Grief shows itself in many different ways. Some people keep their loved one’s room exactly as it was when they were alive, never moving anything, simply keeping an immaculate ‘shrine’ to them. Others, clear out everything, until there’s nothing left (and sometimes regret it later). The truth is that there’s no right or wrong way to grieve.
When my sister passed away, I was the one who found her. The silence was a strange sort of one. It’s hard to explain to anyone who hasn’t experienced it, but it’s sort of like your whole world around you freezes for a moment. It’s a little like it is in the movies.
My sister had chronic obstructive pulmonary disease, among other illnesses. Her breathing was very poor, and you could generally hear her wheezing from across the room. When I came downstairs that morning, I couldn’t hear her breathing. I think I already knew then, that she’d gone. I’m ashamed to admit this, but I actually went back upstairs, without going into her room. I closed myself in my room, and I cried, and prayed that God would bring her peace. I prayed for strength to be able to accept His answer, even if it meant that she wouldn’t be with me any more, and I prayed that His love would surround us all in this situation, because throughout all of this, I know that He didn’t want to see me hurting. I choose to believe that her hurt was just too great, and that she was too tired. She went to sleep on Friday the sixth of October 2017 and just didn’t wake up again.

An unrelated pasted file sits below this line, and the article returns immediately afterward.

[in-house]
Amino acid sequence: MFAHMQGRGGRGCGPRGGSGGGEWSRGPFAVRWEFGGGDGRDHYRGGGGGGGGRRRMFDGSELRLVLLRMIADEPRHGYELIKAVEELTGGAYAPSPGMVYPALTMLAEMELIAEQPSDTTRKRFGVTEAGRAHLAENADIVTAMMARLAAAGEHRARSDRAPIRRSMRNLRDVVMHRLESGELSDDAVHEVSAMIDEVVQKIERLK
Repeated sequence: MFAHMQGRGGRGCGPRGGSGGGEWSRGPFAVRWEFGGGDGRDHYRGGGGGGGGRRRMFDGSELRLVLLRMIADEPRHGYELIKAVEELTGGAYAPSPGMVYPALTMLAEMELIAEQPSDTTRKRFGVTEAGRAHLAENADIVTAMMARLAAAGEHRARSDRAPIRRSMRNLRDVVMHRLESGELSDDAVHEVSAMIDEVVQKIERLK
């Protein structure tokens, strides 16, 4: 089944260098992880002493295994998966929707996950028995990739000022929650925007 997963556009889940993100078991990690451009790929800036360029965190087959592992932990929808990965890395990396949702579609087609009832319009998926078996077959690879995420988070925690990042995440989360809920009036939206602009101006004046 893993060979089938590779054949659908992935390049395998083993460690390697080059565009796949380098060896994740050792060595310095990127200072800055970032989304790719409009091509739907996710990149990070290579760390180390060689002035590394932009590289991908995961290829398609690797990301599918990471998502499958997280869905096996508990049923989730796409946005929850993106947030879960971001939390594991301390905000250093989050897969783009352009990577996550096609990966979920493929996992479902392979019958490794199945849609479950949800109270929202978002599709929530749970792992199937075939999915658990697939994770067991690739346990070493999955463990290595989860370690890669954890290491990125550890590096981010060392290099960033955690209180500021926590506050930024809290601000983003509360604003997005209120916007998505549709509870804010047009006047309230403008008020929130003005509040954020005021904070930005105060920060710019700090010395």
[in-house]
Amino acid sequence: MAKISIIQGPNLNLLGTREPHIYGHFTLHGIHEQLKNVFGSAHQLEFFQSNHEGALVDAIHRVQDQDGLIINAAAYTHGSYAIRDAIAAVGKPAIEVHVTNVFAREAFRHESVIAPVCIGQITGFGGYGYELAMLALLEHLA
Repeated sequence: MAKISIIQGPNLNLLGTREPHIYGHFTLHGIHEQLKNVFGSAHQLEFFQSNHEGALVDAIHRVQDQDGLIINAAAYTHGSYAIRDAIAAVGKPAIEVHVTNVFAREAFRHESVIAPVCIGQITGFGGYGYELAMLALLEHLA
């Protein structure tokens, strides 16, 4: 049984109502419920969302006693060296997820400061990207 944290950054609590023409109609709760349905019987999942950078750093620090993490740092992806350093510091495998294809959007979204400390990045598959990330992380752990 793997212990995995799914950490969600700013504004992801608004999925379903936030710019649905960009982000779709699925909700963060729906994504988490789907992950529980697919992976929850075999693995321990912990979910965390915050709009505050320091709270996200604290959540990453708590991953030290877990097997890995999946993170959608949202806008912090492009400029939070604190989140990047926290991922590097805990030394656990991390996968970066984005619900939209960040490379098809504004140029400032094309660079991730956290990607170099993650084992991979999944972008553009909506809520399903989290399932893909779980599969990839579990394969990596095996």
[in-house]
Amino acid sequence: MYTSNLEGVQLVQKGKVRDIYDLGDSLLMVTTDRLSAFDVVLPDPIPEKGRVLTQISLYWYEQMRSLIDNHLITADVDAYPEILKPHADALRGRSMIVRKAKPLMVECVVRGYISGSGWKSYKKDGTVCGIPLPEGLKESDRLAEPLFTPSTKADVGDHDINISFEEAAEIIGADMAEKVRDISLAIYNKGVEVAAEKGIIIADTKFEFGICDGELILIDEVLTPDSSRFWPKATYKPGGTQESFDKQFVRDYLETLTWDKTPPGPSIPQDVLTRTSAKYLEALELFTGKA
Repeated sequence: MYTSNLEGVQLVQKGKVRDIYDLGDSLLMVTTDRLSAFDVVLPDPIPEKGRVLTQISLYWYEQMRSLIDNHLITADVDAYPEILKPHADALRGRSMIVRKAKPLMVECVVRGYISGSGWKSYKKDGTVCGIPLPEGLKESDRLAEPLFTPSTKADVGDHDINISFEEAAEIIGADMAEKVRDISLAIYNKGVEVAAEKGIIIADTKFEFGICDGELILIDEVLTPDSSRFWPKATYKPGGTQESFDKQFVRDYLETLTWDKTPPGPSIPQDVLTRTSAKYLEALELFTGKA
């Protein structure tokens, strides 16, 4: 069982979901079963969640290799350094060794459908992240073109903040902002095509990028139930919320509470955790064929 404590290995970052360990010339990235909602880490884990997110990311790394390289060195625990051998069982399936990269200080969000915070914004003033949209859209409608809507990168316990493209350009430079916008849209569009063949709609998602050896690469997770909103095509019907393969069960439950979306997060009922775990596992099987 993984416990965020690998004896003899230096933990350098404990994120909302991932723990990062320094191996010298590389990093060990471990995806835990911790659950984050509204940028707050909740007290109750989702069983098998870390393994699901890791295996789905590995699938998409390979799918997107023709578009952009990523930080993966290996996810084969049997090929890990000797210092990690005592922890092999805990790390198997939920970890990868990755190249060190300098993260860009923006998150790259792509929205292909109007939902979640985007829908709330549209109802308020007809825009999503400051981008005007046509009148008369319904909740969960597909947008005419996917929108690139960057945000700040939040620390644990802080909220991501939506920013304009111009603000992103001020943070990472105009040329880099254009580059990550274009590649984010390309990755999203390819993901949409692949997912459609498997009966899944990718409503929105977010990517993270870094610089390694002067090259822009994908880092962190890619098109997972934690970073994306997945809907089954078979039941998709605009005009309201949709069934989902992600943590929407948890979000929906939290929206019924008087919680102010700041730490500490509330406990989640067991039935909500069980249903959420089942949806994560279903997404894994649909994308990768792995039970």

That day is not one I choose to remember, but it is one that is indelibly marked on my brain forever. It is a moment in time that I revisit every day, sometimes, multiple times (thank you PTSD), and one that I analyse to try and work out whether there was anything I could have done to save her. I don’t know if that feeling will ever go away, but I really hope that one day, it won’t hurt quite so much.
The people we lose, leave scars on us. They impact our lives, and leave a mark. There’s no avoiding this, and it is up to us to try and make sure that these wounds heal into scars. The what if’s, and the why’s all try to make us doubt ourselves, and we (I) need to summon up enough strength to be able to accept that this is something that is beyond our control.
I spoke to someone about my sister’s numerous suicide attempts throughout the years. I was always the one that found her, (thankfully, in time), and it got to the point where I blamed myself whenever she attempted suicide. I felt that it was down to me to prevent her from even trying, a fact that I never shared with anyone before today, but the truth is that only she could make that decision. Only she could decide whether to take those tablets or not. That responsibility was not mine.
I’ve spent months, six, to be exact, waiting for the inquest into my sister’s death, feeling on edge and terrified that it would either be ruled a suicide, or that I would be blamed for it. I’ve agonised over this for months. On the day of the inquest, I had to go under oath and give evidence before the coroner gave a verdict of accidental death.
The relief that shot through me when I heard those words. It’s been almost a month since the inquest now, and I still find myself wondering if it can really be true. I sometimes wonder if I will ever be over this, but the more I think about it, the more I realise, I’m not meant to be over it. I’m just meant to learn to live with it, without torturing myself with what if’s.
So I guess what I’m trying to say is that, no matter how far along you are in your journey of grief, you aren’t alone. If you ever need to talk, just reach out to me, and I’ll listen. I’m no professional, and I certainly don’t have it all together, but I do have a listening ear.